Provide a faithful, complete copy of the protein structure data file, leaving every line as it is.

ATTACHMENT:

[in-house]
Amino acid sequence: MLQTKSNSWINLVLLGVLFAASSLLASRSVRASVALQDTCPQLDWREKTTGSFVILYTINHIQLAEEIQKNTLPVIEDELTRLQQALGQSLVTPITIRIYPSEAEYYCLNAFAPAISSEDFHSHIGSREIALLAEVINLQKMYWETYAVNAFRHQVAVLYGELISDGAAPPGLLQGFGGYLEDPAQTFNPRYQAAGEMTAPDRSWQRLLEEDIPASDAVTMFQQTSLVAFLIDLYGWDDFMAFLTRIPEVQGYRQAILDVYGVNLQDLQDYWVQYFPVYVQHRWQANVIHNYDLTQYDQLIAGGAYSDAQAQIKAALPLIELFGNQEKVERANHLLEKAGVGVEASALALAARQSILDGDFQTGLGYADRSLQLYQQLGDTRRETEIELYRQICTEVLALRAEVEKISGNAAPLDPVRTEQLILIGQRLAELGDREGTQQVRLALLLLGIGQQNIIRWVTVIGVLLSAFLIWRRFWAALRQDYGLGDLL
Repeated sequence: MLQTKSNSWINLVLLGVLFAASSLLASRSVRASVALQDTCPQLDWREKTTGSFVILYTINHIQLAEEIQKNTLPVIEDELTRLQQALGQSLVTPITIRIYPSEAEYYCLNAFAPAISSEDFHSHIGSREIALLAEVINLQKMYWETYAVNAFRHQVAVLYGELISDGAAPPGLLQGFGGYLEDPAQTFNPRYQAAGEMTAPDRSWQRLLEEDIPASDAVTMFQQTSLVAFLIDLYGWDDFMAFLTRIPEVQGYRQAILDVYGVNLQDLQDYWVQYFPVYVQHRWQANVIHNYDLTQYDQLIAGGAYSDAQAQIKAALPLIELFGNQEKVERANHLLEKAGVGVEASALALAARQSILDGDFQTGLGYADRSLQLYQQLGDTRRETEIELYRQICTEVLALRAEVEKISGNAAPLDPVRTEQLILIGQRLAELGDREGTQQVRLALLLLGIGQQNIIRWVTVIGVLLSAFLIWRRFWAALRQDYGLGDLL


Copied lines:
[in-house]
Amino acid sequence: MLQTKSNSWINLVLLGVLFAASSLLASRSVRASVALQDTCPQLDWREKTTGSFVILYTINHIQLAEEIQKNTLPVIEDELTRLQQALGQSLVTPITIRIYPSEAEYYCLNAFAPAISSEDFHSHIGSREIALLAEVINLQKMYWETYAVNAFRHQVAVLYGELISDGAAPPGLLQGFGGYLEDPAQTFNPRYQAAGEMTAPDRSWQRLLEEDIPASDAVTMFQQTSLVAFLIDLYGWDDFMAFLTRIPEVQGYRQAILDVYGVNLQDLQDYWVQYFPVYVQHRWQANVIHNYDLTQYDQLIAGGAYSDAQAQIKAALPLIELFGNQEKVERANHLLEKAGVGVEASALALAARQSILDGDFQTGLGYADRSLQLYQQLGDTRRETEIELYRQICTEVLALRAEVEKISGNAAPLDPVRTEQLILIGQRLAELGDREGTQQVRLALLLLGIGQQNIIRWVTVIGVLLSAFLIWRRFWAALRQDYGLGDLL
Repeated sequence: MLQTKSNSWINLVLLGVLFAASSLLASRSVRASVALQDTCPQLDWREKTTGSFVILYTINHIQLAEEIQKNTLPVIEDELTRLQQALGQSLVTPITIRIYPSEAEYYCLNAFAPAISSEDFHSHIGSREIALLAEVINLQKMYWETYAVNAFRHQVAVLYGELISDGAAPPGLLQGFGGYLEDPAQTFNPRYQAAGEMTAPDRSWQRLLEEDIPASDAVTMFQQTSLVAFLIDLYGWDDFMAFLTRIPEVQGYRQAILDVYGVNLQDLQDYWVQYFPVYVQHRWQANVIHNYDLTQYDQLIAGGAYSDAQAQIKAALPLIELFGNQEKVERANHLLEKAGVGVEASALALAARQSILDGDFQTGLGYADRSLQLYQQLGDTRRETEIELYRQICTEVLALRAEVEKISGNAAPLDPVRTEQLILIGQRLAELGDREGTQQVRLALLLLGIGQQNIIRWVTVIGVLLSAFLIWRRFWAALRQDYGLGDLL